There are several ways of looking at French Interior Minister Gérald Darmanin’s (very) public announcement that he would start “systematically” deporting non-resident foreigners deemed “dangerous” to French security. “Our firmness is extremely clear. We will identify across the national territory all the dangerous types; we will withdraw any foreigners’ residence permit and will expel from [France] any foreigner considered dangerous by the intelligence services,” he hammered at a press conference.
The minister announced that proceedings would be conducted fast enough that the European Court of Human Rights (ECHR) would not have time to hear, let alone rule on their appeals. Should their expulsion from French soil be ruled a violation of the European Convention, to which France is a signatory, “we will pay the fine”, Darmanin said breezily. “They will not be let back in again.”
Any legalistic minds objecting to this should be reminded that France, despite having reshaped more than 80% of her laws to conform with EU law, has regularly violated the latter when it felt it was in the higher interest of the country. Even without going into barely-disguised agricultural subsidies, European fines for — among other misdemeanours — violation of competition law have regularly hit large French industrial behemoths which had received a nod and a wink from the State (the names Alcatel, Areva, Schneider, Alstom immediately come to mind). The joke from French negotiators during the long slog of Brexit was to tell their British counterparts that they just needed “not to apply the Brussels decisions [they didn’t] like, like we do” — yet this held a fairly significant kernel of truth.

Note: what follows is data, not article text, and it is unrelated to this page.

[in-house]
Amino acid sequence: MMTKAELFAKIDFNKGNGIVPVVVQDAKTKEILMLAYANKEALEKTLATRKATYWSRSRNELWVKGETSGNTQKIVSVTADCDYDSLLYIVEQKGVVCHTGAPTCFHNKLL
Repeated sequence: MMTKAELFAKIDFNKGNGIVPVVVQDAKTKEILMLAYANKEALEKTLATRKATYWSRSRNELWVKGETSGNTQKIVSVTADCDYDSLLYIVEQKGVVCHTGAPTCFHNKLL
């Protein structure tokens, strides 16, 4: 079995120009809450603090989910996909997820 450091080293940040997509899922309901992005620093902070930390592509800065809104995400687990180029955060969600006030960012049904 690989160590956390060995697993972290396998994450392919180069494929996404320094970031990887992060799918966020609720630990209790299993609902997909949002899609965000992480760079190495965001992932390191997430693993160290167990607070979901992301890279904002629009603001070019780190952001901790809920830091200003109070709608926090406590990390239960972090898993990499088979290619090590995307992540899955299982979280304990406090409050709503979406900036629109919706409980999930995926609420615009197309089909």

Mostly, though, Darmanin is on manoeuvres. He knows, because both his Département and Regional Préfets, as well as his pollsters, regularly tell him that the country at large is outraged by rising criminality and a terrorism threat that is the highest in Europe (the two sometimes overlap). He begged for the Home Office job because this has traditionally been a launching pad to greater things: it provides one with a granular overview of the country, so useful when your job includes overseeing elections.
His latest bombshell decision may alarm activist NGOs, Paris liberal opinion writers and Jean-Luc Mélenchon, but it will be popular more broadly. Even if it peters out into few actual deportations (as is perfectly possible, and on past form even likely), it will be remembered. The two individual cases that triggered Darmanin’s policy statement concern two Chechen Russian passport-holders, the latest having filmed himself in videos of allegiance to the Islamist State. The ECHR believes sending him back to Russia would “put his life in danger”, which is believable. Essentially, Darmanin is saying here: “See if I care.”
An added bonus is that Gérald Darmanin may be creating a headache for Marine Le Pen’s National Rally (RN), which has been demanding similar measures for years. If the NR supports him in this, they will be seen as following his initiative. If they refuse, they will have to explain their churlishness. This would be doubly helpful to Darmanin, marking him as a less controversial alternative to Le Pen, but also enabling him to show Emmanuel Macron that he can make the RN look bad. Which, considering that in recent months Macron has been dissatisfied with Darmanin’s performance (and overweening ambition), might smooth matters between the two — or might not.
Finally, it’s rarely harmful to a French political career to pick a very visible battle with Brussels, especially on sovereignty. The EU is less popular in France than her neighbours believe: the old strain of intransigent Gaullism appeals. And when you would like to become president one day, it’s the best mood music you can pick.